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Depression in the Elderly

Although depression is very common in the elderly, it shouldn’t be considered a normal part of aging. In fact, 6 million Americans over the age of 65 experience Major Depression, but it is estimated that less than 10% actually get treated. Current initiatives are trying to fix this gap in treatment by increased screenings and education of caregivers at all levels. Read on for more information on this very important topic of depression in the elderly.


Symptoms of Depression in the Elderly

Generally, the symptoms are what you might expect in someone with depression, but there are some differences in the symptoms experienced by the elderly as compared to younger people. Here is a list of what to look for:



· The person experiences a persistently sad mood

· You note that confusion has increased

· Feelings of hopelessness, worthlessness, and/or helplessness are observed or reported.

· The person complains of Irritability, restlessness, or is feeling grumpy.

· You notice that the person no longer wants to do the things that they previously enjoyed doing.

· The person is experiencing low energy or complains of feeling tired more than usual

· Insomnia- please see below for further information on this topic.

· The person seems to be moving slower than usual

· He or she complains of difficulty concentrating and/or decreased attention span.

· Changes in appetite and see, perhaps weight changes as well (this is usually a weight loss without any attempt to lose weight).

· The person is having thoughts that he/she would be better off dead or is experiencing suicidal thoughts

· Complaints of body aches and pains, headaches, cramps, or digestive upset.




Contributing Factors

There are several factors that contribute to and increase the risk of an elderly person developing depression. These include:



1. Elderly people are more apt to develop depression later in life if they experienced it when they were younger.

2. There are several medical conditions associated with depression in the elderly including history of stroke, hypertension, heart attack, Afib, diabetes, cancer, dementia, or chronic pain

3. Certain medications or combinations of medications including high blood pressure medications, corticosteroids, Benzodiazepines, Parkinson’s medications, stimulants, anticonvulsants, GERD medications, and medications to lower cholesterol levels.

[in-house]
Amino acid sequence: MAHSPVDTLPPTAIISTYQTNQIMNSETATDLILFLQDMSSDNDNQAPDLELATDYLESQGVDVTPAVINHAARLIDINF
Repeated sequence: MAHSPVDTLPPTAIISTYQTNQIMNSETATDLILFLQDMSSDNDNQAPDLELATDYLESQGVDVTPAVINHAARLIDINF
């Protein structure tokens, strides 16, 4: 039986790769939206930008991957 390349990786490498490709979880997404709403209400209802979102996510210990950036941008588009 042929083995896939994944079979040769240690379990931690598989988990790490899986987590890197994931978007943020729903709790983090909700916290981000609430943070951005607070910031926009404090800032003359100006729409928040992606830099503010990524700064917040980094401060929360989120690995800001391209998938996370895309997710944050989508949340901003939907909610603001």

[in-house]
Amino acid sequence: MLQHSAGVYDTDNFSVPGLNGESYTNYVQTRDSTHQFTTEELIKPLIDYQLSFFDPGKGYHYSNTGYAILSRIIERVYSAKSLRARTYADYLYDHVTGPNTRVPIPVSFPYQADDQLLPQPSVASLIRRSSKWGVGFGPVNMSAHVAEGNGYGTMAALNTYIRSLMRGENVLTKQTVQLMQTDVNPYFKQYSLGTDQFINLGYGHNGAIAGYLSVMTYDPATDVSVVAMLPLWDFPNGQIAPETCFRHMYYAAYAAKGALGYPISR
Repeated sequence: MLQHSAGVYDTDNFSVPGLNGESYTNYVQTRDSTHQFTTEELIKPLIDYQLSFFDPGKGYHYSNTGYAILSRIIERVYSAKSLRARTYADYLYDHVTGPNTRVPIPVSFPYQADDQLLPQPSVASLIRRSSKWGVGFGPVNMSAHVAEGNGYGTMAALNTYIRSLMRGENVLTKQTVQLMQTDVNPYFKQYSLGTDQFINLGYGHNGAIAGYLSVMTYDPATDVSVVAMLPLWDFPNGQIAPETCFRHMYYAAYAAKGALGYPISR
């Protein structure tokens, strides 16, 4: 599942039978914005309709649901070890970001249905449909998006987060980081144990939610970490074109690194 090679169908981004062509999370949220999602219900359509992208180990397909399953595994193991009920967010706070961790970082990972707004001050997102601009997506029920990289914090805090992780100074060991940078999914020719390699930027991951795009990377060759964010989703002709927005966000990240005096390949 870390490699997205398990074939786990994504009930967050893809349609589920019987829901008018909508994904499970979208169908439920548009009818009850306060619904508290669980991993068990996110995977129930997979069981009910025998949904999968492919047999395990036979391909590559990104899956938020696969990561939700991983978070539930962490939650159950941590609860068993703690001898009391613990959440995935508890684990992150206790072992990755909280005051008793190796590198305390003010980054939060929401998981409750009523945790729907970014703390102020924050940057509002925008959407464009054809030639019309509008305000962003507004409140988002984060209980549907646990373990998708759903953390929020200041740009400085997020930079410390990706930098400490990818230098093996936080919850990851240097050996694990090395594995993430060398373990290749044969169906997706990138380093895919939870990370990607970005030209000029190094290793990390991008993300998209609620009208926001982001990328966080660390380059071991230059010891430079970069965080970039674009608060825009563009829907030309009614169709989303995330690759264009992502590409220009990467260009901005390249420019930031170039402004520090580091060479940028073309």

4. Social isolation due to deaths of friends, siblings, and spouses. Also the elderly are often forced to relocate due to financial concerns or decreasing independence.

5. Decreased body image as caused by amputation, surgeries for cancer or other physical conditions, history of heart attack, etc)

6. Increasing dependence on others due to declining health and overall debility

7. Substance abuse

8. Fear of death

9. Chronic or severe pain





Treatment

Treatment of Major Depressive Disorder in the elderly usually consists of a combination of medications, counseling, and perhaps electroconvulsive therapy or other treatments. The important thing is to get an accurate diagnosis and treatment from someone knowledgeable in the treatment of the elderly as some medical conditions might mimic the symptoms of depression. An example of this is side effects from medication interactions or even a simple infection such as a UTI (urinary tract infection). Physical problems and illnesses should be ruled out first by the person’s physician.


The medications used to treat Major Depression also tend to act differently with an elderly person. You might have unexpected and potentially harmful side effects. Some side-effects you might notice are sedation, increased confusion, and decreased blood pressure when standing up. These symptoms could cause dizziness and a decrease in balance and could pose a significant fall risk. Falls in the elderly can cause bone fractures and other problems up to and including death and so should be taken very seriously.



Insomnia is also of special concern because although it is a symptom of depression, it can also be a cause of depression in the elderly. This should therefore be taken seriously if complained of and referred to a trusted doctor for treatment.


Generally speaking, a mix of medications and therapy are very effective in the reduction of symptoms and in improving the person’s quality of life, so please do not avoid treatment out of fear of these side effects. Cognitive Behavioral Therapy, life review, reminiscence therapy, or interpersonal therapy which examines the quality of relationships in a person’s life are all effective treatments for depression.


For More Information

If you would like to talk with me about receiving Depression Treatment for you or a loved one, please contact me today. I'd love to hear from you.


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